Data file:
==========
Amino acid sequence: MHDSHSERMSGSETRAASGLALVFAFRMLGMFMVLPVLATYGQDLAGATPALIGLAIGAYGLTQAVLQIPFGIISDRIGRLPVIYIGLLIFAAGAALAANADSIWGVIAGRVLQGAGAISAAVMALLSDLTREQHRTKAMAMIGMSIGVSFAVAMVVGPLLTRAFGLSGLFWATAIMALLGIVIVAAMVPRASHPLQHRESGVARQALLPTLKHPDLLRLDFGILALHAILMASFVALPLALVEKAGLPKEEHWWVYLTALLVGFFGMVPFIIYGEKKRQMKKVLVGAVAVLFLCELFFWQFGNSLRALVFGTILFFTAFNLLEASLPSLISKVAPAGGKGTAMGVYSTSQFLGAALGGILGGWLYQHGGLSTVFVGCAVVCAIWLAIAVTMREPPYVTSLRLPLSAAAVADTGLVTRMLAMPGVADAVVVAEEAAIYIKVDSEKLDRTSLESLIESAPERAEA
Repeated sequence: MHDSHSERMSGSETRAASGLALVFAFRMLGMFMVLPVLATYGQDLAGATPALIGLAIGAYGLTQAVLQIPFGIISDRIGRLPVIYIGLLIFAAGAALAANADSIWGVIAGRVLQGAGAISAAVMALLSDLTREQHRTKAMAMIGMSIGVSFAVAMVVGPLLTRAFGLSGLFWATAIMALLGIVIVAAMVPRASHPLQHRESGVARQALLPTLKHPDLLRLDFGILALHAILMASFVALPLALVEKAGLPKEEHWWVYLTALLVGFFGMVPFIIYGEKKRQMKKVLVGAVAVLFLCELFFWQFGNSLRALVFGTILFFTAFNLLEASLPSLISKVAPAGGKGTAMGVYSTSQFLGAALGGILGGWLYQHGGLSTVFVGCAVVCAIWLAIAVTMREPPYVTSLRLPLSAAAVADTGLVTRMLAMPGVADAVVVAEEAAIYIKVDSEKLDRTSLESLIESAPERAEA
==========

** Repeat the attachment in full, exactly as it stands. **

Amino acid sequence: MHDSHSERMSGSETRAASGLALVFAFRMLGMFMVLPVLATYGQDLAGATPALIGLAIGAYGLTQAVLQIPFGIISDRIGRLPVIYIGLLIFAAGAALAANADSIWGVIAGRVLQGAGAISAAVMALLSDLTREQHRTKAMAMIGMSIGVSFAVAMVVGPLLTRAFGLSGLFWATAIMALLGIVIVAAMVPRASHPLQHRESGVARQALLPTLKHPDLLRLDFGILALHAILMASFVALPLALVEKAGLPKEEHWWVYLTALLVGFFGMVPFIIYGEKKRQMKKVLVGAVAVLFLCELFFWQFGNSLRALVFGTILFFTAFNLLEASLPSLISKVAPAGGKGTAMGVYSTSQFLGAALGGILGGWLYQHGGLSTVFVGCAVVCAIWLAIAVTMREPPYVTSLRLPLSAAAVADTGLVTRMLAMPGVADAVVVAEEAAIYIKVDSEKLDRTSLESLIESAPERAEA
Repeated sequence: MHDSHSERMSGSETRAASGLALVFAFRMLGMFMVLPVLATYGQDLAGATPALIGLAIGAYGLTQAVLQIPFGIISDRIGRLPVIYIGLLIFAAGAALAANADSIWGVIAGRVLQGAGAISAAVMALLSDLTREQHRTKAMAMIGMSIGVSFAVAMVVGPLLTRAFGLSGLFWATAIMALLGIVIVAAMVPRASHPLQHRESGVARQALLPTLKHPDLLRLDFGILALHAILMASFVALPLALVEKAGLPKEEHWWVYLTALLVGFFGMVPFIIYGEKKRQMKKVLVGAVAVLFLCELFFWQFGNSLRALVFGTILFFTAFNLLEASLPSLISKVAPAGGKGTAMGVYSTSQFLGAALGGILGGWLYQHGGLSTVFVGCAVVCAIWLAIAVTMREPPYVTSLRLPLSAAAVADTGLVTRMLAMPGVADAVVVAEEAAIYIKVDSEKLDRTSLESLIESAPERAEA